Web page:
(LOS ANGELES) — Los Angeles County said Thursday it is holding off on issuing an indoor mask mandate amid rising COVID-19 cases and hospitalizations.
During a press conference, LA County Public Health Director Barbara Ferrer said the county had moved into the “high” COVID-19 community transmission category, as defined by the Centers for Disease Control and Prevention, but it would be sticking with its “strong recommendation.”
Public Health Director Dr. Barbara Ferrer left the option of a mask mandate on the table, but if and only if 10% of county hospital beds are filled with COVID patients.
Right now that number is only 6.9%, and the rate of increase has slowed in the past week. Ferrer said it’s not a forgone conclusion that the county will reach that critical level during the current surge.
“Being at a high community level does not mean returning to the more restrictive and disruptive measures that we used at earlier times in the pandemic, before we had good access to vaccines, boosters, testing and therapeutics,” she said at the conference.
This is a reversal from previous policy in the county that moving into the CDC’s “high” transmission level would spur a mandate. The changing guidance comes as the health department has dangled the prospect of an impending mask mandate for weeks in a row for the second time this year.
“We do ask that while we are in surge everyone ages two and older wear a mask in indoor public spaces,” Ferrer said.
As of Wednesday, Los Angeles County is recording more than 5,000 daily cases, the highest number recorded since Aug. 1, according to an ABC News analysis of health department data.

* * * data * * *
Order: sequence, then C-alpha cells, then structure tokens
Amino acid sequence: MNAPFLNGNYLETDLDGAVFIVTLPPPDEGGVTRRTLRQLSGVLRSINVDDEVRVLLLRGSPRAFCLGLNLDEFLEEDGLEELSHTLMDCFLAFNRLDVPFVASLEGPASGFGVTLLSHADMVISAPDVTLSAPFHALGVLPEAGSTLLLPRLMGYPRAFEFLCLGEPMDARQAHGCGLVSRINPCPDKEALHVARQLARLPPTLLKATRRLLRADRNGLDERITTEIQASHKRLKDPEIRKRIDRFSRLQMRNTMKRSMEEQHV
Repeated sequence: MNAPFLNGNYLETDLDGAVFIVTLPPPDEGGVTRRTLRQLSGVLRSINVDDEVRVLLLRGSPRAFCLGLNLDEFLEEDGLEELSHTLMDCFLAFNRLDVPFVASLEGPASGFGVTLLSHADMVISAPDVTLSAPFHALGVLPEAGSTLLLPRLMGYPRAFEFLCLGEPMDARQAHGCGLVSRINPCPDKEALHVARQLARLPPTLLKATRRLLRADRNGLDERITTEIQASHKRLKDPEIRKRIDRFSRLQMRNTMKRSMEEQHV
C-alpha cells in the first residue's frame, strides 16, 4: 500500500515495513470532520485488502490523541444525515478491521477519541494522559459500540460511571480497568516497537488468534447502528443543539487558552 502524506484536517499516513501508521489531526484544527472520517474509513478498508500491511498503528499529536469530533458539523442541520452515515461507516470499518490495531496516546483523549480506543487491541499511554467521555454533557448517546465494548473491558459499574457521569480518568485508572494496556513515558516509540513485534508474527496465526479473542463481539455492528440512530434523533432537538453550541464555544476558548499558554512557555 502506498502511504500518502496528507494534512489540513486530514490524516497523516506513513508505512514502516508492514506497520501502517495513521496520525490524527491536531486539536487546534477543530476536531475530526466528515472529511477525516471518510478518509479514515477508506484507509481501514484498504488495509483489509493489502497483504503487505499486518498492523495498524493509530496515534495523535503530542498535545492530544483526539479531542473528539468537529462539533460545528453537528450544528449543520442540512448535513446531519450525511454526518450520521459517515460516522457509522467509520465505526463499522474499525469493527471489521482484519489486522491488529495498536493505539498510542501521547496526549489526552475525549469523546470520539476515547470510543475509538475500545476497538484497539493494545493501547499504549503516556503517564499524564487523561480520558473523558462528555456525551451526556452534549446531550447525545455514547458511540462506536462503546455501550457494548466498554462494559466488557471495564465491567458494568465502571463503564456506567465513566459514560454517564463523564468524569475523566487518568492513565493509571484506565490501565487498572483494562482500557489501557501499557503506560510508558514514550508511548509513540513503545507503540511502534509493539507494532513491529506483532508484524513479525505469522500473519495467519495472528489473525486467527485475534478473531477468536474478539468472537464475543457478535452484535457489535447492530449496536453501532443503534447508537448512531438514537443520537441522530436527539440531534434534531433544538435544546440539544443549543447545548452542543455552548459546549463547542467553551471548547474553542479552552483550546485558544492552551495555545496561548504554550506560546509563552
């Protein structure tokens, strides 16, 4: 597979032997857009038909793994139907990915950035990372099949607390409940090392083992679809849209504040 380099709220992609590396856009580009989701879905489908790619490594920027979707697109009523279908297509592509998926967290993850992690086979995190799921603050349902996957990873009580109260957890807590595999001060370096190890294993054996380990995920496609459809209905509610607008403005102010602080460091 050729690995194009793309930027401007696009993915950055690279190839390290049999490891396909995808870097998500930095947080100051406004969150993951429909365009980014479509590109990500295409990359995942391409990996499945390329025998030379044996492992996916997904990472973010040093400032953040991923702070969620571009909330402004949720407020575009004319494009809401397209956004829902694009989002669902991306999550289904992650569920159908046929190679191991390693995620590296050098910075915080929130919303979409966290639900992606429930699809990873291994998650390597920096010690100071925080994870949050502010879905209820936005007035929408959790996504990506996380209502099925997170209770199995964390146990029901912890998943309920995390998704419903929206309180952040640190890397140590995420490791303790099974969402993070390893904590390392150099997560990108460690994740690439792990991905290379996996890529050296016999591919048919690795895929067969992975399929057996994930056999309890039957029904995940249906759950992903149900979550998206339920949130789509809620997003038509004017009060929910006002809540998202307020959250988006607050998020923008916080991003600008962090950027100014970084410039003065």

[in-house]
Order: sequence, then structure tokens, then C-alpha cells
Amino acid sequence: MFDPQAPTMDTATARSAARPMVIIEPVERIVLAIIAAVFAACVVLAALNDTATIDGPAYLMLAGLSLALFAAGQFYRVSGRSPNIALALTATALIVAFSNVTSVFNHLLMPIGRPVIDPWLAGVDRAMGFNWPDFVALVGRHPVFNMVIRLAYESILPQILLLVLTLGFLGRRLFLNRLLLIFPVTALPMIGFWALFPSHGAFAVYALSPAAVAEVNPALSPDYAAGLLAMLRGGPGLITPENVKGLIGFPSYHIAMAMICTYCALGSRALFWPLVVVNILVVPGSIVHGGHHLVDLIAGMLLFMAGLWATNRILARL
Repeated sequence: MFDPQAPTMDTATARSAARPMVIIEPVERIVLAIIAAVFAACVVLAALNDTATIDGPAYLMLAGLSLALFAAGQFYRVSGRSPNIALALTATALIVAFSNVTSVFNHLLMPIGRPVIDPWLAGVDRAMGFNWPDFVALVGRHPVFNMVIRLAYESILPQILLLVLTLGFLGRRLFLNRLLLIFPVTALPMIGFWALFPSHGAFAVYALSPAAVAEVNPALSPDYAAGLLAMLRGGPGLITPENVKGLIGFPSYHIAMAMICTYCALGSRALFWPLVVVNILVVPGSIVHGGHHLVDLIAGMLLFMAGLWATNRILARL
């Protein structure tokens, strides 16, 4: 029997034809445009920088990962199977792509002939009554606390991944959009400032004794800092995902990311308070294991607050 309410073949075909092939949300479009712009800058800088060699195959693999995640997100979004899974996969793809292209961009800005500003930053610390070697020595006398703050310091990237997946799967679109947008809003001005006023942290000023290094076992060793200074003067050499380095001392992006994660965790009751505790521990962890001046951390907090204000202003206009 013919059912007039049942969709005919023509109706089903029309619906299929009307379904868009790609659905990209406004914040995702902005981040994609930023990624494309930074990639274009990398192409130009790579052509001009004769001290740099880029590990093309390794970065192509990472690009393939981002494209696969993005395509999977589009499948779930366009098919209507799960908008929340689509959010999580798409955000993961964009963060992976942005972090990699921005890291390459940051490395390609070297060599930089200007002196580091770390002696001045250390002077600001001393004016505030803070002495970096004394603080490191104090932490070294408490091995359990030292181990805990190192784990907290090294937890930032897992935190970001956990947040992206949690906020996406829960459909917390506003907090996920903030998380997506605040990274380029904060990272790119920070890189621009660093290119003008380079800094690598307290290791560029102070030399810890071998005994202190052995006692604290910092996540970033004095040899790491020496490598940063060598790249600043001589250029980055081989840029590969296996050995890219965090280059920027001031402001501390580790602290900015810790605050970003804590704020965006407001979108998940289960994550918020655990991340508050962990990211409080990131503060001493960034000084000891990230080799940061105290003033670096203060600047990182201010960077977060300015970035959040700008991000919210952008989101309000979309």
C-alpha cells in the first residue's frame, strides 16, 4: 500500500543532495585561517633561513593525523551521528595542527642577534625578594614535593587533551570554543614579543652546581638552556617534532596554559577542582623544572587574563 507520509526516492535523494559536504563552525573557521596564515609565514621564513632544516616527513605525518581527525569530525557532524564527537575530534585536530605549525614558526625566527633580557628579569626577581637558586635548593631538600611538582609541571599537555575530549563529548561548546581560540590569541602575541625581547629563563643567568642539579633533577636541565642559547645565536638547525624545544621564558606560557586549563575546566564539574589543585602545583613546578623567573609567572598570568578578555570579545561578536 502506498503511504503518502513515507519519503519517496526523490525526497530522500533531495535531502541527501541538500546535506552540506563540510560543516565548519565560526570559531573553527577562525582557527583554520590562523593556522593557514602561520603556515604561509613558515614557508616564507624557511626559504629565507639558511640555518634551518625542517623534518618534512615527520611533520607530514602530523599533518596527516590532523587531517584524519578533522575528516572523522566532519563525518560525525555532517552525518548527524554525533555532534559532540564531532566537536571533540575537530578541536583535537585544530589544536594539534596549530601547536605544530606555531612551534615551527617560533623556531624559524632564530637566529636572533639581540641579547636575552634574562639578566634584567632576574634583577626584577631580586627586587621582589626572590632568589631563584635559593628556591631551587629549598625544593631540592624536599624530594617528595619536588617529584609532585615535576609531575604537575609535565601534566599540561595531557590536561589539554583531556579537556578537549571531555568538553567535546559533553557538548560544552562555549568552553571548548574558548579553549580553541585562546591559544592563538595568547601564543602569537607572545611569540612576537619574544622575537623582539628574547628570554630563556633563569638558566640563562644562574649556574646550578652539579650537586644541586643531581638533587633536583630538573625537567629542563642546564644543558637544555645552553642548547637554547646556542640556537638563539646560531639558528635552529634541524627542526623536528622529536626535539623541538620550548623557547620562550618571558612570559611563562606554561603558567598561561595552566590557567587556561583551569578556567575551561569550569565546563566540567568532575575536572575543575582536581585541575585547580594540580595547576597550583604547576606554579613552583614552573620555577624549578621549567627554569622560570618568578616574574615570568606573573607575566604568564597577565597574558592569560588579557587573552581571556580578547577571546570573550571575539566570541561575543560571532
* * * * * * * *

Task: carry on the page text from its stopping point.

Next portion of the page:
It’s also an 80% increase from the 2,805 cases recorded just two weeks ago on Nov. 23, the analysis found.
However, officials have previously stated that the true number of cases is likely much higher due to people testing positive and not reporting their results to the department or not testing at all.
What’s more, a total of 1,293 people are hospitalized with the virus as of Wednesday, a figure not seen since July 18, according to the analysis.
Masks continue to be compulsory indoors at healthcare and congregate-care facilities, at business where required and for anyone who has been exposed to COVID in the last 10 days.
Officials have stressed the importance of being vaccinated and boosted to prevent infection and severe disease, especially as the holiday season approaches.
As of Nov. 27 — the latest date for which health department data is available — 73% of all residents are fully vaccinated but the percentages vary widely by age.
Seniors aged 65 and older have the highest rate with 92% fully vaccinated while children between ages 6 months and 4 years have the lowest rate with just 6% fully vaccinated.
ABC News’ Matthew Fuhrman contributed to this report.
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